there is no response because their voice cannot be used to speak. In my house, I was one of those children with no place to run to for help. I was traumatized. There should not be any finger pointing, but I do know of one person who may have caused most of this -- my father. He was an alcoholic. I had a love/hate relationship for my father. On his sober days, I loved him because he was not drunk-- he actually knew he had children On other days, with every drink he took, I hated him because he was reckless and unaware of the fear, danger and tears one of his children shed. At the age of 11, I did not want anything to do with him because it seemed like as I got older, bad days were more

common than good days. And with those bad days, I was not allowed to run and ask for help. Ideas do not flow right out of me. I am still at some point afraid to speak out loud about my opinions. That is a reason why opinion stories are a challenge for me to get done, but somehow I am managing to fight my closed-minded self and let my thoughts flow. I have found an interest in journalism, and it is my own way of expressing myself whether it be published or written down in my personal journal. Because I can finally say that I will not be asked to close my mouth. Because my opinions are valid for once. And as I sit, I think about my next opinion story. Speak.

Courtesy of Tribune News Service





Bulldog superfan hopes to pack the stands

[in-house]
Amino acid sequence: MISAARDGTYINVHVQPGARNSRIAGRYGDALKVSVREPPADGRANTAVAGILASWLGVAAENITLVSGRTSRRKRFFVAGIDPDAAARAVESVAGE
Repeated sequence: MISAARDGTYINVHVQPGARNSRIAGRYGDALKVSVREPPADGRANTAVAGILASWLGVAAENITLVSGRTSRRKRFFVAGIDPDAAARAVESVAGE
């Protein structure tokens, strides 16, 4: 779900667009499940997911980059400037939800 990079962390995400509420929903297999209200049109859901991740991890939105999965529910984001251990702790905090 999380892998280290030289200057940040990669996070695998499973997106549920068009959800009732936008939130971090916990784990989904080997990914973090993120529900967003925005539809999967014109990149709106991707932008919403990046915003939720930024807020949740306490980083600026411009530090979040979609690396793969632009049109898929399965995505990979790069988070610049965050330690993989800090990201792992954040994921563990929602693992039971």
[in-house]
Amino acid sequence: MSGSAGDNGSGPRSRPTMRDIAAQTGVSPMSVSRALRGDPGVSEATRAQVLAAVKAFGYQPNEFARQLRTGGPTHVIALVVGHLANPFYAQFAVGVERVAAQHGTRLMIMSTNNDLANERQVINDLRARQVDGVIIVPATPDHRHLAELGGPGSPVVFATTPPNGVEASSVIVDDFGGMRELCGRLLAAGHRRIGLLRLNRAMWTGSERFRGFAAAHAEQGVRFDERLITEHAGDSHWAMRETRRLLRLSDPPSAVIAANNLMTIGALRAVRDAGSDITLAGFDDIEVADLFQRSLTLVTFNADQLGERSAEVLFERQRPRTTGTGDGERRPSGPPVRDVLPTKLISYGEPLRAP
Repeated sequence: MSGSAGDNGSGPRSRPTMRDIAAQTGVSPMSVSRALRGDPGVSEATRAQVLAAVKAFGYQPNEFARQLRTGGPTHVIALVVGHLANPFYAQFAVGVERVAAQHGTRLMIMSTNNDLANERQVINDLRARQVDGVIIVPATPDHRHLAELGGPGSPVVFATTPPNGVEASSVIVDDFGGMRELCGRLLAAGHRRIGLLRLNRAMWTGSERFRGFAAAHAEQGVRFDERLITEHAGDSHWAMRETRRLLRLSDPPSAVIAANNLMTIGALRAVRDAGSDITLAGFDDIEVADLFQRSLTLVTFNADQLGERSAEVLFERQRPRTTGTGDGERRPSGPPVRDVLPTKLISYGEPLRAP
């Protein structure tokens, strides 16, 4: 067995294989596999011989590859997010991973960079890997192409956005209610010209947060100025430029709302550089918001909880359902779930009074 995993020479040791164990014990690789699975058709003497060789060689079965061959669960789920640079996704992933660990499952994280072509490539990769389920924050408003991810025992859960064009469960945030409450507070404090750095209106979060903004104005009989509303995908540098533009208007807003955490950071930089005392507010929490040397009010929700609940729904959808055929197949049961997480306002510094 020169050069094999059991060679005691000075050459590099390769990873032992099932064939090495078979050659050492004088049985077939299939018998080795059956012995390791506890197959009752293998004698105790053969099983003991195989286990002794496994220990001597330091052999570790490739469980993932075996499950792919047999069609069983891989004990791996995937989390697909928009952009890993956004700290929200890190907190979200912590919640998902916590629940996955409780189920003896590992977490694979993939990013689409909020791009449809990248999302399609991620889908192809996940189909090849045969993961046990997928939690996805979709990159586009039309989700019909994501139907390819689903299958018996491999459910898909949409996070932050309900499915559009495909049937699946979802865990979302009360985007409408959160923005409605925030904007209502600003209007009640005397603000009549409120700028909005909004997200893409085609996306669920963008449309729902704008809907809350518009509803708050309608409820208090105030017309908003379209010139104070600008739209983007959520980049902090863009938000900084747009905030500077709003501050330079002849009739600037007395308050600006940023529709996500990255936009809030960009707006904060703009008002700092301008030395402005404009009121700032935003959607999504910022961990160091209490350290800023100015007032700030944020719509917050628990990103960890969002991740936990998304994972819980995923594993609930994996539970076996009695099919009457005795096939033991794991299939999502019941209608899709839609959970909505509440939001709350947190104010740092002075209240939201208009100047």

By Zaeem Shaikh Sports Editor In his first football game as a student, Elliot Meme was in awe as he sat in the student section and watched the sun dip behind the top of Bulldog stadium. Every little detail caught his eye from the checkerboard end zones to the massive light fixtures. As he stood among other Fresno State students, Meme noticed something more — a connection and a drive to be as loud as possible. That feeling blossomed into a passion for Meme as he began attending every sporting event he could. Four years later, he was honored at a men’s basketball game on Jan. 14 for attending his 300th Fresno State athletic event. “My high school football coach used to say: ‘do the right thing because it’s the right thing to do,’” Meme said. “When it comes to Bulldog sports, I feel like the right thing to do is to go to as many games as I can to support them.” However, that Bulldog spirit wasn’t always ingrained in Meme. Born in Martinez, California, Meme said he was “Bulldog born but not Bulldog bred.” Both of his parents attended Fresno State, and his father is a Top Dog Alumnus who graduated from the geomatics program. From a young age, Meme watched Bulldog football and basketball games on television with his father. On certain occasions, his father drove almost 200 miles down with Meme to Fresno to